ASA rating on Blackmagic Pocket CC

Hi, experts! I followed the great advice of others on this forum and got a Blackmagic Pocket Cinema Camera and have been playing around with some different lenses in different lighting situations.

When it comes to the BMPCC ASA rating, is it best to keep 200 for daylight and then move to higher numbers for darker shooting?
Nope. Here's why:

A user on another forum said:
Some image sensors have Analogue gain applied in order to push the image sensor to different ISO settings without causing too big a shift in noise or dynamic range. Others do not have this analogue gain and so the sensor is always operating at its native ISO.
The BMCC and BMPCC have the latter. The Sensor is always at iso 800. This setting allows for the greatest dynamic range. If you set the camera to any other iso setting, it is just being push or pulled digitally.

At ISO 400 for example, you have a smoother image, but slightly lower dynamic range - this is because the image is being recorded at 800 and then pulled to 400, which pushes the noise floor lower.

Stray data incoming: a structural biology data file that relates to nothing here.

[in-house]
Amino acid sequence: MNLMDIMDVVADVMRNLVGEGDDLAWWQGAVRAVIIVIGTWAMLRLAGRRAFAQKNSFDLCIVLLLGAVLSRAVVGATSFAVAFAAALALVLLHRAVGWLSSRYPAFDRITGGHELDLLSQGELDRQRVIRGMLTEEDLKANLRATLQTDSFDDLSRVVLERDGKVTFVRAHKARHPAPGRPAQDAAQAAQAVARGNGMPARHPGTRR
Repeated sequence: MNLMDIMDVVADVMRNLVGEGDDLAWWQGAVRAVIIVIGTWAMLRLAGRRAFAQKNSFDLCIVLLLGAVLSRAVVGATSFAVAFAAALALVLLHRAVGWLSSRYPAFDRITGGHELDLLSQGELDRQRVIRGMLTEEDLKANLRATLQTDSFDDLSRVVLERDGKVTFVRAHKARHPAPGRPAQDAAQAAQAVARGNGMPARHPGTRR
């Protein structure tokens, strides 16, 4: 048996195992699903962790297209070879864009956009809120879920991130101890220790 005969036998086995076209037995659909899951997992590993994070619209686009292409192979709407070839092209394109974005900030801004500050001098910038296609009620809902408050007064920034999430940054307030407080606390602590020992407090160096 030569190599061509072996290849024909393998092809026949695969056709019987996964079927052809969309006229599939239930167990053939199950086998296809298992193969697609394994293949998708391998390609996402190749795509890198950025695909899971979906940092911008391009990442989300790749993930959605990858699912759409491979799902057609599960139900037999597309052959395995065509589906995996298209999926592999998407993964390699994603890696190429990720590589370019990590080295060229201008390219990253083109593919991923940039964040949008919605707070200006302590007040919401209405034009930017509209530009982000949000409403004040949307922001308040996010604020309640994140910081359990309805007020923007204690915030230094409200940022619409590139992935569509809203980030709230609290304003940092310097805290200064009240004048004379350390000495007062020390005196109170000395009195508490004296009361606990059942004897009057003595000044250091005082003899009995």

At ISO 1600, the camera does apply a bias towards the shadows during the sensor readout from analogue to digital - but the sensor is still operating at 800.

If you did shoot at iso 200 on a bright sunny day for example, what you would be doing is capturing in camera at iso 800 - then pulling the exposure down digitally, which would lower the dynamic range of the shot, but also clean it up too. Because the sensor is always running at 800, the clipping in the highlights stays the same at 200 as it is at 800 - so turning down the ISO is not an efficient way to reduce the brightness of the scene -as it loses dynamic range. Much better to use an ND filter.

Some users have concluded that they prefer to shoot at ISO 400, because the image is cleaner and the DR loss is minimal.

When filming in Raw, the pulling or pushing is flagged to be done during the processing of the footage, its just meta data applied to ISO 800 footage. When filming in ProRes or DNxHD, the pushing or pulling is baked into the video file.